What Success Means to Me now

If you had asked me at age 10 what I wanted to be when I grew up, I wouldn't have had an answer for you.

You see, I was responsible for four younger siblings.  I was to listen to elders and teachers, because I was told they always had the answers.  And I was to fulfill the Hmong female role already created for me in my lifetime.  

So when teachers at school told me that I could be anything I wanted to be, it was the one thing I didn't listen to.  I didn't believe them, because it seemed like everyone else around me already had plans for me.  And so, I accepted those plans.  

It was only after I graduated from college that I realized I didn't like those plans at all.

Fast forward to November 22, 2015.  

As I stood alongside giants in the Hmong American community in Oakdale, MN for the "Success That Looks Like Me" Banquet, I realized that what I wanted to be when I grew up didn't have anything to do with the amount in my bank account, or how well I fulfilled my role as a Hmong female, or how many letters I had behind my name.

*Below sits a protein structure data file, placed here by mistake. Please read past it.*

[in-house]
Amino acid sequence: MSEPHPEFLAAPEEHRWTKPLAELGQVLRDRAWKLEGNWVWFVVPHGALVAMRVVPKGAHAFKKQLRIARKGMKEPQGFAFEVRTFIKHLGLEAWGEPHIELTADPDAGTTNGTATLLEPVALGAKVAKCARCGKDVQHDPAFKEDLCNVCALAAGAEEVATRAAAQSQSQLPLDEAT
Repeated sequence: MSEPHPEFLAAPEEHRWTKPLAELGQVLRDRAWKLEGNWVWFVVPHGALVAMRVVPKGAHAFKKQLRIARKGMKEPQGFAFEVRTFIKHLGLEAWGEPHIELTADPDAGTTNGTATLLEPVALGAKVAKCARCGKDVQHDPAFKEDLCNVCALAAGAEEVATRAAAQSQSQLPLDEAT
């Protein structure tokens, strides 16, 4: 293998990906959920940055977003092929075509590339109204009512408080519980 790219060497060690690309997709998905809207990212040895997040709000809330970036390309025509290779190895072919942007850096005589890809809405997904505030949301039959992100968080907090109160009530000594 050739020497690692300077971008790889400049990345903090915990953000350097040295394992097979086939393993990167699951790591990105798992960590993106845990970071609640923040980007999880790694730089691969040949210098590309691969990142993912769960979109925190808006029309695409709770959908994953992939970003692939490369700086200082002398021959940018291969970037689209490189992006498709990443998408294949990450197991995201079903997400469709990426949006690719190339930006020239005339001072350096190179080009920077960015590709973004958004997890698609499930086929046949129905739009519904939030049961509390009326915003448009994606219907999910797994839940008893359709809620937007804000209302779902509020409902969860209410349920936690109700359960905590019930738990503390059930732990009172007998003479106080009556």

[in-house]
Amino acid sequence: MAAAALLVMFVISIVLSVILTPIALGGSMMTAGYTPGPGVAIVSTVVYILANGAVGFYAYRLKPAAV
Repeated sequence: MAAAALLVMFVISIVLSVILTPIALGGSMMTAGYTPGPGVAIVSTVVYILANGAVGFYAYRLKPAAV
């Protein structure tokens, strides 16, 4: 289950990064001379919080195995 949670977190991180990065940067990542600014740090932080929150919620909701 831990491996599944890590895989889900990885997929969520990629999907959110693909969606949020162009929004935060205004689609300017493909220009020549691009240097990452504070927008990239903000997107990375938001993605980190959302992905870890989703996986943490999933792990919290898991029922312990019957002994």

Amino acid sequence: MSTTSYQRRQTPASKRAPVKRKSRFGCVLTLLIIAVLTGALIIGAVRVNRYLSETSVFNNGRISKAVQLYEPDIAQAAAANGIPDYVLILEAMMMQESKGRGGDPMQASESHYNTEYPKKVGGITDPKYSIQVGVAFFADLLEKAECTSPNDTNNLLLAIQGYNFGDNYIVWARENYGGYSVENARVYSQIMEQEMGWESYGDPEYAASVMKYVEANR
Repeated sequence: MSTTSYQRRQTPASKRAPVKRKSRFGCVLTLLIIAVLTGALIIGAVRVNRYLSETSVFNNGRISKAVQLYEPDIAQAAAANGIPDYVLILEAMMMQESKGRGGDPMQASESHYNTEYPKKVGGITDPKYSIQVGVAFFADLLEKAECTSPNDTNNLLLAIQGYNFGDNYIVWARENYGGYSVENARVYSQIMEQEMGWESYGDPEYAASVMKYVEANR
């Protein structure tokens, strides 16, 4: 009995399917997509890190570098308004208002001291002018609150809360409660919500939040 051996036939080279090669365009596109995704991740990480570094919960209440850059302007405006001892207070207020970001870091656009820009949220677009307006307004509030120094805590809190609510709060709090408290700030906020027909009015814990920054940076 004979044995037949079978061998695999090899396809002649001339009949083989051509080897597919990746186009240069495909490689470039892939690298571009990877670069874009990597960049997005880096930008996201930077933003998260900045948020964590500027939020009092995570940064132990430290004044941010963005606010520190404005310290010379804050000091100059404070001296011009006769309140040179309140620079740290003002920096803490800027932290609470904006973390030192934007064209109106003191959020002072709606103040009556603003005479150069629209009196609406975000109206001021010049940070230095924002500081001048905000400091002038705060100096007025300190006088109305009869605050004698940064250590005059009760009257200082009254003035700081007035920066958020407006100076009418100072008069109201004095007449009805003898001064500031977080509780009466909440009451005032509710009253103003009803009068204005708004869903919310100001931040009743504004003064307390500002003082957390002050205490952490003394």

What I wanted to be when I grew up was to be authentically and unapologetically ME.

If I hadn't chosen the kind of music I wanted to sing, or gone with my gut even when I was afraid, or taken back the control I gave others, or admitted to myself that music was IT...this photo wouldn't have been taken and Susan Kaying Pha and Nicolas Pha of Pha Publishing may not have connected with me for their project, "Success That Looks Like Me."

I can't go back to the interviews I did on Sunday night, but when I was asked about what advice I would give to aspiring artists to succeed, I would now say: 

Be authentically and unapologetically YOU.

Photo Credit: Pachiaa

"Success That Looks Like Me" Fundraiser Banquet - November 22, 2015

"Success That Looks Like Me" Fundraiser Banquet - November 22, 2015